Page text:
Foreign Minister Yoshimasa Hayashi is planning to visit Kazakhstan and Uzbekistan starting in late April, Japanese government sources said Tuesday, in an apparent effort to counter growing Chinese clout in Central Asia.

Tokyo also plans to host a meeting of foreign ministers from five countries in the region, also involving Kyrgyzstan, Tajikistan and Turkmenistan, by the end of June to discuss measures to enhance their economic relations, the sources said.

Japan and the five countries launched the foreign ministerial dialogue in 2004 for regional development. In 2020, they held a videoconference, agreeing to cooperate in responding to the coronavirus pandemic.

China continues to invest in large-scale infrastructure in Central Asia through its "Belt and Road" initiative. President Xi Jinping held online talks with leaders from the same five nations in January, discussing regional security.

At the planned meeting, Japan is expected to warn of such financing by China amid concerns it could saddle recipient countries with loans they cannot repay. Hayashi will likely highlight the quality of Japanese investment and also announce assistance in fighting the pandemic, the sources said.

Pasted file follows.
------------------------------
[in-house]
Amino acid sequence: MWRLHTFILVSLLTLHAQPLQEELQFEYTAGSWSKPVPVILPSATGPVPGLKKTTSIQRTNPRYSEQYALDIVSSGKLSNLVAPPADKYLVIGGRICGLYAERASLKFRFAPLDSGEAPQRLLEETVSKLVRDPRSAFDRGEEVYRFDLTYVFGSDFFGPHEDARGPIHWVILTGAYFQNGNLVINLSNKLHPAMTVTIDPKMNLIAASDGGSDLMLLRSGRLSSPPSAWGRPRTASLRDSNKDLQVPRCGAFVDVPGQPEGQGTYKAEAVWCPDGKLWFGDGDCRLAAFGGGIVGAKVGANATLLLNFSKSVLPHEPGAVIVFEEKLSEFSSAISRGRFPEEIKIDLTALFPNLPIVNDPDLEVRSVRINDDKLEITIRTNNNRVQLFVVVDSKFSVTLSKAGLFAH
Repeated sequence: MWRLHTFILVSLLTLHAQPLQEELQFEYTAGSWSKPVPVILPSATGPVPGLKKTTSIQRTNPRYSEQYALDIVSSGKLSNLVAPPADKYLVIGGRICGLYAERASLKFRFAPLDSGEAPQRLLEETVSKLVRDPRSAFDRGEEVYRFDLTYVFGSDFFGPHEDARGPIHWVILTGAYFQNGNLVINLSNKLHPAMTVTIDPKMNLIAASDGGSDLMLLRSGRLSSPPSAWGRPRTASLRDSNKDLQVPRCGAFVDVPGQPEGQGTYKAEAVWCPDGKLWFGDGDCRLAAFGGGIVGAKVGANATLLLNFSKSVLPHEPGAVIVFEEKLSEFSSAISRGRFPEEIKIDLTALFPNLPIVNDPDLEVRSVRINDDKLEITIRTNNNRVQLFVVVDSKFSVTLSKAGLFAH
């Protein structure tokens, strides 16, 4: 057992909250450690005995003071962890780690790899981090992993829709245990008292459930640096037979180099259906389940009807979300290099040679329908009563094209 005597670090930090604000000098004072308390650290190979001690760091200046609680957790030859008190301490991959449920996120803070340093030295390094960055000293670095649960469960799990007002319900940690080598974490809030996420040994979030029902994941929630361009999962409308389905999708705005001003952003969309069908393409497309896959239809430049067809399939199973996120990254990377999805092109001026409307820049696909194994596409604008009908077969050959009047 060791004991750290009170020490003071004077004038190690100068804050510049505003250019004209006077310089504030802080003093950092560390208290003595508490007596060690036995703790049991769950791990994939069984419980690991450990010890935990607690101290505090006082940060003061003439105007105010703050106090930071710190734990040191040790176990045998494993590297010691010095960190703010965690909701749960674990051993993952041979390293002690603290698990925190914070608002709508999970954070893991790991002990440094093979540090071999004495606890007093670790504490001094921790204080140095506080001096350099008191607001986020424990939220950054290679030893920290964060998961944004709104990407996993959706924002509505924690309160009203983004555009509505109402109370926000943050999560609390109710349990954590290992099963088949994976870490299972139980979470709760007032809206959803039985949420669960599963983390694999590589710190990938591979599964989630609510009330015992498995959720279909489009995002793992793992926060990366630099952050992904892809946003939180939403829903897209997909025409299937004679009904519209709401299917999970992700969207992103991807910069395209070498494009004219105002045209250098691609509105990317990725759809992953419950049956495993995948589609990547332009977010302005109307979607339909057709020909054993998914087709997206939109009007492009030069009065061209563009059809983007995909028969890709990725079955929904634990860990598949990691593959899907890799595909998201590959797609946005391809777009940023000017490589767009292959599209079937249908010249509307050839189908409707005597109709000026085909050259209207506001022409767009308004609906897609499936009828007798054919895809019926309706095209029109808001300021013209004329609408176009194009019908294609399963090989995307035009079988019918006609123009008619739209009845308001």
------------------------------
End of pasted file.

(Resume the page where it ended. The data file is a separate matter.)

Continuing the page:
This year marks the 30th anniversary of Japan's establishment of diplomatic ties with the five Central Asian countries following their independence from the former Soviet Union.

During the tour, Hayashi is also considering stopping in Mongolia, where he would meet his counterpart and other officials to seek support in resolving the issue of North Korea's past abductions of Japanese nationals, the sources said. Mongolia maintains close ties with North Korea.